The government of Liberia is once again being called to attention and put on notice to ensure the implementation of the recommendations of the report of the disbanded Truth and Reconciliation Commission (TRC) submitted about three years ago but are yet to be accorded any concrete and enviable consideration.
Instead of adhering to the outcome of the TRC work which spanned over four to five years and witnessed the commitment of enormous resources, both in human, material and financial capitals, Liberian officials, especially those indicted for various incompatible actions are only bent on brandishing bigotry, defiance and threats.
But with the seeming tickling of time and considering the importance of the TRC report to the sustenance of peace and real security, an advocacy organization has once again raised the red flag, urging the government of one-time rights and social advocate, President Ellen Johnson Sirleaf to rethink their show of indifference and give the recommendations the attention so deserved.
The Coalition of Liberian civil society organizations which comprises of the National Civil Society Council of Liberia (NCSCL) and the Transitional Justice Working Group (TJWG), said it was very essential and high time that the recommendations are executed to the fullest.
In the view of group apart from the importance of the TRC report to the reform process Liberia yearns for, it would ensure and assure peace amongst Liberians.
Chairman of the Transitional Justice Working Group, James Yarsiah who spoke on behalf of the organization called on the government to do what could be seen as unusual by apologizing to Liberians for not being able to provide the needed protection.
"We in the council want the government to apologize that there was a war and we were unable to protect you rater left you vulnerable to the mercy of warring factions and war-lords," he said but the fact is that it was not under the aegis of this government that Liberia went to war.
Besides calls for the unconditional implementations of the TRC report of which reconciliation is topical, he said there was for government to begin memorial projects for counties where people were massacred as a way of memorializing the dead ones.
The establishment of the TRC was agreed in 2003 by various political parties and warring faction leaders during the Peace Accord in Accra, Ghana with the aim of detailing some historical accounts of the war, how and why it came into being, what roles warring factions and individual Liberians played.
More besides, it was seen as a way of helping to deal with some of the mistrusts, misconception and innuendos that characterized the pre and post war era, which were seen as hotspots for the brewing of conflict.
Liberians opted for the establishment of the South-Africa style truth and reconciliation commission as opposed to the establishment of a war crime court to prosecute the perpetrators of the war.
The TRC ended its work over three years ago with a number of recommendations including the lustration of President Ellen Johnson Sirleaf for thirty years in political activities as well as the prosecution of individuals accused of bearing the greatest responsibilities of war crimes and crimes against.
All heads of warring factions and some of their lead frontline commanders are held accountable for some of the worse crimes committed during the course of war.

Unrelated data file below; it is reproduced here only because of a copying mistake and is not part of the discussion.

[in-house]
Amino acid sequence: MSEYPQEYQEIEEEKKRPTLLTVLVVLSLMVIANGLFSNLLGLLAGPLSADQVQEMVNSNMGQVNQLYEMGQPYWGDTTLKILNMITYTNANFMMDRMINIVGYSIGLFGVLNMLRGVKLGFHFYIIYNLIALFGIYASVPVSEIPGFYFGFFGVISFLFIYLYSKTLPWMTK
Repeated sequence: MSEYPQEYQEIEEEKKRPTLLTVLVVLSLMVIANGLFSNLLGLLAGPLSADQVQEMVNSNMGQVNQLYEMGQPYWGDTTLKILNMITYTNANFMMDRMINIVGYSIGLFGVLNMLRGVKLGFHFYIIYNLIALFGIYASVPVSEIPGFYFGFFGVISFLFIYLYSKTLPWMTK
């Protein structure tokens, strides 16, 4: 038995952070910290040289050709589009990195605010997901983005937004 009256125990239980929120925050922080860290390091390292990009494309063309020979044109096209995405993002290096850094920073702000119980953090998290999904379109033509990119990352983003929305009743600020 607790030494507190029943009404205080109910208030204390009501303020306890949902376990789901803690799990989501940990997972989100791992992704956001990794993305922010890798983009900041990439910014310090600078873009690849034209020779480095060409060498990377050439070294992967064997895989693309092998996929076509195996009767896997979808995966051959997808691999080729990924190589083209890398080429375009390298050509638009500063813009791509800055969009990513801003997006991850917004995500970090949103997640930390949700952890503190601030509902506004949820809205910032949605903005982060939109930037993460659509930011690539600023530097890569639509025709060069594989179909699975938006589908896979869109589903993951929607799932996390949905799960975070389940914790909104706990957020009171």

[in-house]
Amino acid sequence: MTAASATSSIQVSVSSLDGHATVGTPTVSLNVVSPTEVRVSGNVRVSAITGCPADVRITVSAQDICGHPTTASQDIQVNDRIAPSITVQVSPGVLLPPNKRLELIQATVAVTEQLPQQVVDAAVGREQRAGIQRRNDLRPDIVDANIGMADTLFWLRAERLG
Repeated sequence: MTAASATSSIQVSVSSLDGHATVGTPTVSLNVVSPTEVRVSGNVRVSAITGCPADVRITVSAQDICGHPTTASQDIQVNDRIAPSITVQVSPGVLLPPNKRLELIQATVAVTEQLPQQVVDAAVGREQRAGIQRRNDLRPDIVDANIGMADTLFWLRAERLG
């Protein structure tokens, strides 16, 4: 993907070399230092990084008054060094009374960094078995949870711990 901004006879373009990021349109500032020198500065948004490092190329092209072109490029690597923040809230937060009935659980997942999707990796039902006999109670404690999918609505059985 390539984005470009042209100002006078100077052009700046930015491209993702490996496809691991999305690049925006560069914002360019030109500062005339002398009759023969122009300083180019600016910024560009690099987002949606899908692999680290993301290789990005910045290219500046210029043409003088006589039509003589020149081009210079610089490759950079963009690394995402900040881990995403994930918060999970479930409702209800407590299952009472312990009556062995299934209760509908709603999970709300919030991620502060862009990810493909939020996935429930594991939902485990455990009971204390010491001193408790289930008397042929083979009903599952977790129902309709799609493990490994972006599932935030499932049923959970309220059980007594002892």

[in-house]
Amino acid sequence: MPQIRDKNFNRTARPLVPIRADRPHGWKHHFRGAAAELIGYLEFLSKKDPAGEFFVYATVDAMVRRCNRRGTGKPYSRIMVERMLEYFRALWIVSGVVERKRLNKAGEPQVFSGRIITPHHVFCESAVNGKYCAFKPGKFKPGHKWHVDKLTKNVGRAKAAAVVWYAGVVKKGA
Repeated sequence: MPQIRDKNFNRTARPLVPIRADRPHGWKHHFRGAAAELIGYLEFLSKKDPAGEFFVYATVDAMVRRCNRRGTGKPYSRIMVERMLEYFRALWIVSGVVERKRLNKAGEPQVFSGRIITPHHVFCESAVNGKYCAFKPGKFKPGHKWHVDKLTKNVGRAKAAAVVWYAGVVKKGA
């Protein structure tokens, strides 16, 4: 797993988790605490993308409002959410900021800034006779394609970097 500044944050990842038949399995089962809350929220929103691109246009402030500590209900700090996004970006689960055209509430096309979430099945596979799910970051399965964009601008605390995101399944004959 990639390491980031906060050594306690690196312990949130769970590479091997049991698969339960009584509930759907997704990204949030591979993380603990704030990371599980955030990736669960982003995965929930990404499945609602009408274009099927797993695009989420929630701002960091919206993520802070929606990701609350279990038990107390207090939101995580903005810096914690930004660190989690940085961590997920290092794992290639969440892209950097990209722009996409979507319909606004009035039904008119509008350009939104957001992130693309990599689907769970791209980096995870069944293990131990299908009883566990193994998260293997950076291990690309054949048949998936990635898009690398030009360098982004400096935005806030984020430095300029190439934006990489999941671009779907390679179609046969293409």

Since the release of the report, the Government or president Ellen Johnson Sirleaf, who per the Act that created the commission should take the lead in the implementation of recommendations, has been and continues to demonstrate a spirit of reluctance to doing what is requested of her.
Though the government is seen as not demonstrated excellent and sizable amount of efforts to address the report, the organization has lavished praises on it (government) for having in place a road map for peace, but warned that the implementation aspect of the TRC must stop there.
The Chairperson of NCSCL Madam Frances Greaves said, "All over the word, the implementation of TRC recommendation is the responsibility of governments."
According to her, the civil society council will continue to play such advocacy role until government sees reason to collaborate states actors to break the cycle of impunity and violence in the country.
The Council also expressed concern over what it calls recent confusion, tension, and infighting among government officials at various branches.
Madam Greaves said, "We are raising a red flag over these issues least we delay or forget, we could be over taken by uncertainty that could plunge us into another phase of war."
She observed that the passage of a law and to implement the TRC and recommendations, and enforcement should remain a priority of the law makers and the executives respectively.
"Failure by government to live up to the TRC's report, will amount to a major lapse", Madam Greaves said.
As part of the reconciliation process, the council will this week dedicate Liberia's first National Memorial Project in Samah Kpolokpala Town in Bong County.
The civil society council therefore recommended to government that to provide a simplified version of the road map for peace, in order to increase public awareness and include stakeholders in permanent citizens, chiefs and civil society organizations.
"That the work plan and timeline of the programs of the roadmap be detailed to ensure independent monitoring and evaluated by CSOs and other interest parties.
That memory and demoralization are cardinal parts that help in the process of reconciliation; demoralization moves on from one generation to another reminding all that the ugly and bitter past must not be repeated; among others," the group recommended.